Would you make a better decision if you knew any of those things? Absolutely. If the rich man were suffering from cancer and needed his riches to fight it, you would (hopefully) find it unconscionable to take some of those riches to give to a happy, albeit poor man. Likewise, if the poor man actually cherished his lifestyle, you would probably think it futile to give him riches he did not want.

Believe it or not, I gave you more information about the two men than most “haughty equality” crusaders have. Usually, they can only see the cold bottom line: one man makes a lot of money, another makes a little money. They, based on this, decide that the rich man should—must—give up some of his riches to help the poor man. Of course, they do not often deal with two individuals. Instead, they seek, through government, to impose their beliefs on a multitude of individuals—a multitude of lives, of circumstances, of temperaments.

They may deprive a rich man dying of cancer the money he needs to save his life. They may give money to a poor man who does not want or need it. It does not matter. The advocates know, by virtue of intelligence and belief, what is good for each of those individuals even without knowing the details of each life. The advocates are more equal than the multitudes they impact.

This ego trip, though, is not the end of the issue. If, in a democracy, a minority used its power to the detriment of the majority, they would not hold that power long. The “haughty equality” advocates always manage to garner a good amount of support for their efforts. How? The advocates get a good number of people to believe that they will benefit from the scheme. Listen to FDR, perhaps the greatest of the “haughty equality” advocates:

The basic things expected by our people of their political and economic systems are simple. They are:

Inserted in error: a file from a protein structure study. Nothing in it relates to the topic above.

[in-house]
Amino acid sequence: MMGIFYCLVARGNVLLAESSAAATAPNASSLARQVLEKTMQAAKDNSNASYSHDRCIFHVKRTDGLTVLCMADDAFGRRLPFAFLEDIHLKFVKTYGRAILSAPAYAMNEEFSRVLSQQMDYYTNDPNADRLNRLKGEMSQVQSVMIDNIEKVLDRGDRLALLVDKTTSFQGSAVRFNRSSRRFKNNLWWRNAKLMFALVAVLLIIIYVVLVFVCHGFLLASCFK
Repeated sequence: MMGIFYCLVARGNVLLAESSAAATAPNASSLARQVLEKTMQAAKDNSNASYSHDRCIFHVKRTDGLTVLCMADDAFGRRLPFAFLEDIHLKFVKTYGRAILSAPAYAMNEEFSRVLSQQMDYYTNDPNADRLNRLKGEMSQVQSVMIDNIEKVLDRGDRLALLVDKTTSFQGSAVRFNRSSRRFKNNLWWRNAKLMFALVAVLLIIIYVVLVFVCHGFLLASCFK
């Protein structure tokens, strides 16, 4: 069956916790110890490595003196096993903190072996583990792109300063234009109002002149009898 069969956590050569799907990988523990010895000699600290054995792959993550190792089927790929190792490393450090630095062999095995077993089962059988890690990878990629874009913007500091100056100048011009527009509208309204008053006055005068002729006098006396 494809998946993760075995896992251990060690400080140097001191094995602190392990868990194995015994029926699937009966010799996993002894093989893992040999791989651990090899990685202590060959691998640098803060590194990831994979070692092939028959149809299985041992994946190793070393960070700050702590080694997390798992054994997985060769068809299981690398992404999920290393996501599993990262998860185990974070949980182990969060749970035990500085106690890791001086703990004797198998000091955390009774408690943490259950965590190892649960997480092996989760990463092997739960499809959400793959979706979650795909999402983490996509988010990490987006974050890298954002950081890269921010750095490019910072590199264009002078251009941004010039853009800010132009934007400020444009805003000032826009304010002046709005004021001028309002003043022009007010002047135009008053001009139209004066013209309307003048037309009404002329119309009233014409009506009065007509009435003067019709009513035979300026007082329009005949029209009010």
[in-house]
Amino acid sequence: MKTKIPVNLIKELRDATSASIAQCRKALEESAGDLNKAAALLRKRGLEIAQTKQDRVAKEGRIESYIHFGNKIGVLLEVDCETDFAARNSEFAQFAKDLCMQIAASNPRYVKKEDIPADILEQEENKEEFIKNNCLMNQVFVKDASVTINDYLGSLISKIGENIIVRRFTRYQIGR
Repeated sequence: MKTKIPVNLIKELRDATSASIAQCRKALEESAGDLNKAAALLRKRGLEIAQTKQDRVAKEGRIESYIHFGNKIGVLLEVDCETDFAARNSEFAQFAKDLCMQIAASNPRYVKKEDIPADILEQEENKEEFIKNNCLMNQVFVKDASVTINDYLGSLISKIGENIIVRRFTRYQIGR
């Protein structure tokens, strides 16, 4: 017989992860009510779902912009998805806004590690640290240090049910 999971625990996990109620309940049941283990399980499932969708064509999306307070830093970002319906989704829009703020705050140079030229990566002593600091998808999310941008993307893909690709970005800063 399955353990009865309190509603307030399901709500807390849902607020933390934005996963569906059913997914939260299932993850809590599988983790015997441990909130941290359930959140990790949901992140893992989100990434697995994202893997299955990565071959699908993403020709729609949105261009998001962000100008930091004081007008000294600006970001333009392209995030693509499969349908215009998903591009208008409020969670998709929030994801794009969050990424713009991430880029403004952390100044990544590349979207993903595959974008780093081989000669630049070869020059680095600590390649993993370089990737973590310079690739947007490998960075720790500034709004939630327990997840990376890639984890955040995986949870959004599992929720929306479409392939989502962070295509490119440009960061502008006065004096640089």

Equality of opportunity for youth and for others.
Jobs for those who can work.
Security for those who need it.
The ending of special privilege for the few.
The preservation of civil liberties for all.
The enjoyment of the fruits of scientific progress in a wider and constantly rising standard of living.
These are the simple, the basic things that must never be lost sight of in the turmoil and unbelievable complexity of our modern world. The inner and abiding straight of our economic and political systems is dependent upon the degree to which they fulfill these expectations.

Many subjects connected with our social economy call for immediate improvement. As examples:
We should bring more citizens under the coverage of old-age pensions and unemployment insurance.
We should widen the opportunities for adequate medical care.
We should plan a better system by which persons deserving or needing gainful employment may obtain it.
I have called for personal sacrifice, and I am assured of the willingness of almost all Americans to respond to that call. A part of the sacrifice means the payment of more money in taxes. In my budget message I will recommend that a greater portion of this great defense program be paid for from taxation than we are paying for today. No person should try, or be allowed to get rich out of the program, and the principle of tax payments in accordance with ability to pay should be constantly before our eyes to guide our legislation.

-From FDR’s “Four Freedoms” speech.

With words like this FDR convinced an entire generation to trade away their liberty, and the liberty of their fellow citizens, in return for the promise of a brighter future. Roosevelt convinced a good part of the American population that the government could make better decisions for them than they could themselves. They saw the promise of mighty civic heroes acting to save them from the vagaries of circumstance.

The decision to give up control of one’s life to another, of course, is one every individual is free to make. The problem here is not that people are choosing to do this for themselves, but rather they are choosing to do it through the state, an institution that affects everyone. We all participate in and pay for FDR’s “great defense” program, even though a good number of us would rather not. Because FDR’s program is run through the state, a democracy, our preferences were ignored in favor of the majority.

Sadly, this process has been repeated time and again in this country and many others. Time and again, people decide that they deserve to run the lives of others. Time and again, they convince those others that they should be running their lives. Time and again, they will do this in the name of equality. Time and again, these people declare themselves more equal than others. Time and again, these people inflict harm. Yet, if enough time passes, it will happen again, unless we stop it. We should not bow to “haughty equality” again.

(Cross-posted at News, the Universe, and Everything.)